By David Guterson
Knopf. 256 pp. $24.95
Reviewed by Susan Balée
Wilderness. The dark woods. Places where travelers get lost and some go to lose themselves.
In North America, the indigenous peoples were never lost in the landscape, but European settlers routinely were.
William Bradford speaks fearfully of the wilderness in his diaries about the Plymouth Plantation; Nathaniel Hawthorne makes the woods the place where one can meet the devil or step outside the moral bounds of society; Henry David Thoreau celebrates the woods around Walden Pond (by his time they'd been tamed); and, in our day, David Guterson regularly sets his stories in the largely uncharted forests of the Pacific Northwest.
In his latest offering,
, Guterson focuses on a character who thrives in the hermetic solitude of the woods. If you've heard of Ted Kaczynski, a.k.a. the Unabomber, you will recognize this species of survivalist. But what shapes a personality like this? Clearly that's what Guterson wondered when he began
, and readers will be absorbed as his narrator, Neil Countryman, tries to pierce the darkness surrounding a tormented friend who became The Hermit of the Hoh.
As Guterson showed in his breakout novel,
Snow Falling on Cedars
, he knows something about both moral choices and the self-destructive loneliness of teenage boys. They take chances. They flirt with death. In the case of Neil Countryman and his friend John William Barry, they get lost in the woods.
This would be in the Cascade Mountains, the primitive part that stretches - all 8.5 million contiguous, roadless acres - across and between Washington state and Canada. This is 1973, and when first the reefer and then the food runs out, being lost begins to look like a route to madness: "When your mind has no reference points, it can't bounce off anything, and then it stops knowing where its borders are. That's when you start bending your map to make it fit inside your head, or smash your compass with a rock because it's lying to you. So there we were in our claustrophobic wood, needles in our hair, sweaty and rank, hunkered in the gloom, bug-addled, parched, trying to fix our position by sun bearings where there was no sun . . . in short, orienteering in a void of sheer relativism: a little like the math question asking,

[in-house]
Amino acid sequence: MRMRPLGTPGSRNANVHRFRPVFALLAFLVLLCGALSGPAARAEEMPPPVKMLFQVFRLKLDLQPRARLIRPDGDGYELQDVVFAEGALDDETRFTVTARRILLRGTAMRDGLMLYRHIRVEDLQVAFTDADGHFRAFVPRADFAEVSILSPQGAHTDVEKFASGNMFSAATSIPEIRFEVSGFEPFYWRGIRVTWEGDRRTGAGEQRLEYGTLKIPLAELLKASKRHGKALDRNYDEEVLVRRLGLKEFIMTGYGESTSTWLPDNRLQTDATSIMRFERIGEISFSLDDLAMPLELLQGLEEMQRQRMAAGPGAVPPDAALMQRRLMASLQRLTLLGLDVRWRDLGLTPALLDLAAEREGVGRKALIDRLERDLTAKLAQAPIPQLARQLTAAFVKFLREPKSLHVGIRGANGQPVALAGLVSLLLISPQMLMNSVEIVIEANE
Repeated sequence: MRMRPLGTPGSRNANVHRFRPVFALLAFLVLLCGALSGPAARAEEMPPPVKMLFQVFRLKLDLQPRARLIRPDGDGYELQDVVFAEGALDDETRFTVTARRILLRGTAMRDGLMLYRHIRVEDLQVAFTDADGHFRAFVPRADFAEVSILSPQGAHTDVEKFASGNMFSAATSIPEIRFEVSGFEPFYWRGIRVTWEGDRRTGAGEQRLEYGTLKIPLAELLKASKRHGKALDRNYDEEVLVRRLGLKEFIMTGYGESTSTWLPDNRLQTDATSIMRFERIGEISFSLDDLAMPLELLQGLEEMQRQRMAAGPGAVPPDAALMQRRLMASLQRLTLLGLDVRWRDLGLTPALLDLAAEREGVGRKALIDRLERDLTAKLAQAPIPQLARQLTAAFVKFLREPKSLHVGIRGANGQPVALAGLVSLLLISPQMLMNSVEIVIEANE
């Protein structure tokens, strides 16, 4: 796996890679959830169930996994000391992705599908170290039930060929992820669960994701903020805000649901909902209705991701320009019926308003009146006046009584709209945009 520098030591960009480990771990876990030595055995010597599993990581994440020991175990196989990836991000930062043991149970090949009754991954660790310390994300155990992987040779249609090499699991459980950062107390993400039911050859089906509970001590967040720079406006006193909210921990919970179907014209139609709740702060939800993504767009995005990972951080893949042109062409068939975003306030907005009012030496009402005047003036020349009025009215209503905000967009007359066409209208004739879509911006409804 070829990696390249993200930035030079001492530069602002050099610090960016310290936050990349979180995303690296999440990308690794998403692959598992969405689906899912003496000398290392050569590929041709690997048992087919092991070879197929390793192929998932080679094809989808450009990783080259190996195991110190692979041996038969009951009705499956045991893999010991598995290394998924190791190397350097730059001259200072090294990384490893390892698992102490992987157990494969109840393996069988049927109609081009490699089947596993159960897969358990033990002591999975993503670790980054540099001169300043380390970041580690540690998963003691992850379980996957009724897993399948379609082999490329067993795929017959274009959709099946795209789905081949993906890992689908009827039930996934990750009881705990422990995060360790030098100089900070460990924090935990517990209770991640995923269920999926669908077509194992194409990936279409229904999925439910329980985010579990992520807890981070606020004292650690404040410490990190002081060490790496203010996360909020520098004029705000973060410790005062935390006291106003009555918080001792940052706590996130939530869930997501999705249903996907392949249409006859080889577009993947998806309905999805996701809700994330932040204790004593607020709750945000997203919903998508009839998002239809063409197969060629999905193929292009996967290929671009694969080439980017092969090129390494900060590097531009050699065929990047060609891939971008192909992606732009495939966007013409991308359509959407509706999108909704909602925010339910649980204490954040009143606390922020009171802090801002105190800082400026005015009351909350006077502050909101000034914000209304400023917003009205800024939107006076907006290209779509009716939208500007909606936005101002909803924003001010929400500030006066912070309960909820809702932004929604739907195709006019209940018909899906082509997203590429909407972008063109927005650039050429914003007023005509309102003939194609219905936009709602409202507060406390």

What is x?
when nothing is known."
Hunger makes them primitive. They catch a bird, then a squirrel, and devour the entrails as well as the meat. When they encounter a black bear, they are not afraid but yearn to eat it - only they don't know how to kill it. At last they make it out of the woods, but "after a journey like ours, people in the 'real' world seemed misguided and innocent of reality. . . . There was a residue of this lonely and acute perception of the organized social world as a pathetic illusion. . . ." But Neil Countryman eats himself "once more, into arrogance," and forgets the lessons of his near-death experience.
John William Barry does not, and when the boys are 19, he chooses to leave Reed College and his wealthy family behind and live beside the Hoh River in a cave - which he pickaxes out of a limestone wall - deep in the trackless woods. Countryman opts to keep his secret and to support him as much as possible.
Barry spends his life feeling like an alien, an other, but the subtext of the novel is that he is also Countryman's "other self." Countryman grows up, takes a backpacking trip through Europe, marries and has kids, buys a house, becomes an English teacher, and generally lives the life of a good citizen and member of society. Yet, readers know he has this other self in the woods, this person everyone assumes is dead, that he hikes in to see, play chess with, and supply with white gas and toilet paper.
I really loved the first two-thirds of the novel, which is about the moral choices we make, and whether we live honestly and rawly or lie to ourselves in order to survive in society. The last third of the book appealed less to me - it's the section where Guterson feels he must account for Barry's bizarre behavior. This turns into a study of parenting, particularly mothering, with added digressions relating to mental illness (Asperger's, anyone?), drug use, and despised personal wealth (earned by hard-dealing robber-baron ancestors).
The book seems not to need this psychoanalytic section, but perhaps some readers will find it edifying. It does explain the survivalists among us, the Ted Kaczynskis who become hermits in the woods because their demons won't let them live in society.
is an excellent novel, as humane as it is compelling.